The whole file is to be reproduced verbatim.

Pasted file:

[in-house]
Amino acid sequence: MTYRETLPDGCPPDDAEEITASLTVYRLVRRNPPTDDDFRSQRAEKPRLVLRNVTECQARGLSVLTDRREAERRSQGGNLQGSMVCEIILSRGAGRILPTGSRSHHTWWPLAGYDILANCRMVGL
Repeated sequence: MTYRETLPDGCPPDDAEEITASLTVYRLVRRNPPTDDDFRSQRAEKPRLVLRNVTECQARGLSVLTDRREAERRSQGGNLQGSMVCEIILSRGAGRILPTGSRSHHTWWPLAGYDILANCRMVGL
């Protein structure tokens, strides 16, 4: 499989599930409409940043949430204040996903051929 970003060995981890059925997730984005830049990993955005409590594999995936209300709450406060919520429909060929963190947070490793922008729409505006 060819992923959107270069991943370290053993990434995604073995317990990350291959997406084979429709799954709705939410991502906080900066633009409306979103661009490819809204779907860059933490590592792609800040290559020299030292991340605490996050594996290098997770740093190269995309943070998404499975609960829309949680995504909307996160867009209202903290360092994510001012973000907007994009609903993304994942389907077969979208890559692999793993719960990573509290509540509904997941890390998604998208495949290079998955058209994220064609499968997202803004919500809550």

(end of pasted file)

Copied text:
[in-house]
Amino acid sequence: MTYRETLPDGCPPDDAEEITASLTVYRLVRRNPPTDDDFRSQRAEKPRLVLRNVTECQARGLSVLTDRREAERRSQGGNLQGSMVCEIILSRGAGRILPTGSRSHHTWWPLAGYDILANCRMVGL
Repeated sequence: MTYRETLPDGCPPDDAEEITASLTVYRLVRRNPPTDDDFRSQRAEKPRLVLRNVTECQARGLSVLTDRREAERRSQGGNLQGSMVCEIILSRGAGRILPTGSRSHHTWWPLAGYDILANCRMVGL
């Protein structure tokens, strides 16, 4: 499989599930409409940043949430204040996903051929 970003060995981890059925997730984005830049990993955005409590594999995936209300709450406060919520429909060929963190947070490793922008729409505006 060819992923959107270069991943370290053993990434995604073995317990990350291959997406084979429709799954709705939410991502906080900066633009409306979103661009490819809204779907860059933490590592792609800040290559020299030292991340605490996050594996290098997770740093190269995309943070998404499975609960829309949680995504909307996160867009209202903290360092994510001012973000907007994009609903993304994942389907077969979208890559692999793993719960990573509290509540509904997941890390998604998208495949290079998955058209994220064609499968997202803004919500809550």